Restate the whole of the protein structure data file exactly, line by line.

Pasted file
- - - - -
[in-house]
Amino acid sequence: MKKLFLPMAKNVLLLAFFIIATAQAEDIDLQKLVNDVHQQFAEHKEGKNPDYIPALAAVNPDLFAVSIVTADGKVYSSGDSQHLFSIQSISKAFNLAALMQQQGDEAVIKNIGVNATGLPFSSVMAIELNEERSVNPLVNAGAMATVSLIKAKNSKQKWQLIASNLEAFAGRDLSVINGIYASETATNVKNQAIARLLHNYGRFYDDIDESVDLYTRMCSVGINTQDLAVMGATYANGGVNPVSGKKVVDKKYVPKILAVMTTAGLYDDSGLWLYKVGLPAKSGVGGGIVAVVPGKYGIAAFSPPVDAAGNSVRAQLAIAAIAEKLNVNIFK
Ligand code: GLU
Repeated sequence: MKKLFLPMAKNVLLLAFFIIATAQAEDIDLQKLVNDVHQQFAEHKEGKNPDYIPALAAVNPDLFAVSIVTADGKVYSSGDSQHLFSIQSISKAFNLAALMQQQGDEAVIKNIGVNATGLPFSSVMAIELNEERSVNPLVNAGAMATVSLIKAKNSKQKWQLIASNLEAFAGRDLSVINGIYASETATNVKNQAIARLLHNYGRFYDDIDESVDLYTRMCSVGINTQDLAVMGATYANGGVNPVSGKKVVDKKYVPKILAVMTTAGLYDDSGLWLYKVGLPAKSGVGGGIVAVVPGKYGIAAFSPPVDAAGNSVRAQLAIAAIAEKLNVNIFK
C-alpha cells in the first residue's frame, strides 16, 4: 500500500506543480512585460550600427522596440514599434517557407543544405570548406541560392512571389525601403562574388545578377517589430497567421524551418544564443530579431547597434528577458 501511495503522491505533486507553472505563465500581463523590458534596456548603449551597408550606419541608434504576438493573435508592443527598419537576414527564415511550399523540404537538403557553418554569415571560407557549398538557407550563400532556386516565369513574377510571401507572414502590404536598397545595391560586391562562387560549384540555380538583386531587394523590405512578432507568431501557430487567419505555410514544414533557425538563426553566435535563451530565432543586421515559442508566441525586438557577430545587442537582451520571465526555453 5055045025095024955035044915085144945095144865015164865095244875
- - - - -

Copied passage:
[in-house]
Amino acid sequence: MKKLFLPMAKNVLLLAFFIIATAQAEDIDLQKLVNDVHQQFAEHKEGKNPDYIPALAAVNPDLFAVSIVTADGKVYSSGDSQHLFSIQSISKAFNLAALMQQQGDEAVIKNIGVNATGLPFSSVMAIELNEERSVNPLVNAGAMATVSLIKAKNSKQKWQLIASNLEAFAGRDLSVINGIYASETATNVKNQAIARLLHNYGRFYDDIDESVDLYTRMCSVGINTQDLAVMGATYANGGVNPVSGKKVVDKKYVPKILAVMTTAGLYDDSGLWLYKVGLPAKSGVGGGIVAVVPGKYGIAAFSPPVDAAGNSVRAQLAIAAIAEKLNVNIFK
Ligand code: GLU
Repeated sequence: MKKLFLPMAKNVLLLAFFIIATAQAEDIDLQKLVNDVHQQFAEHKEGKNPDYIPALAAVNPDLFAVSIVTADGKVYSSGDSQHLFSIQSISKAFNLAALMQQQGDEAVIKNIGVNATGLPFSSVMAIELNEERSVNPLVNAGAMATVSLIKAKNSKQKWQLIASNLEAFAGRDLSVINGIYASETATNVKNQAIARLLHNYGRFYDDIDESVDLYTRMCSVGINTQDLAVMGATYANGGVNPVSGKKVVDKKYVPKILAVMTTAGLYDDSGLWLYKVGLPAKSGVGGGIVAVVPGKYGIAAFSPPVDAAGNSVRAQLAIAAIAEKLNVNIFK
C-alpha cells in the first residue's frame, strides 16, 4: 500500500506543480512585460550600427522596440514599434517557407543544405570548406541560392512571389525601403562574388545578377517589430497567421524551418544564443530579431547597434528577458 501511495503522491505533486507553472505563465500581463523590458534596456548603449551597408550606419541608434504576438493573435508592443527598419537576414527564415511550399523540404537538403557553418554569415571560407557549398538557407550563400532556386516565369513574377510571401507572414502590404536598397545595391560586391562562387560549384540555380538583386531587394523590405512578432507568431501557430487567419505555410514544414533557425538563426553566435535563451530565432543586421515559442508566441525586438557577430545587442537582451520571465526555453 5055045025095024955035044915085144945095144865015164865095244875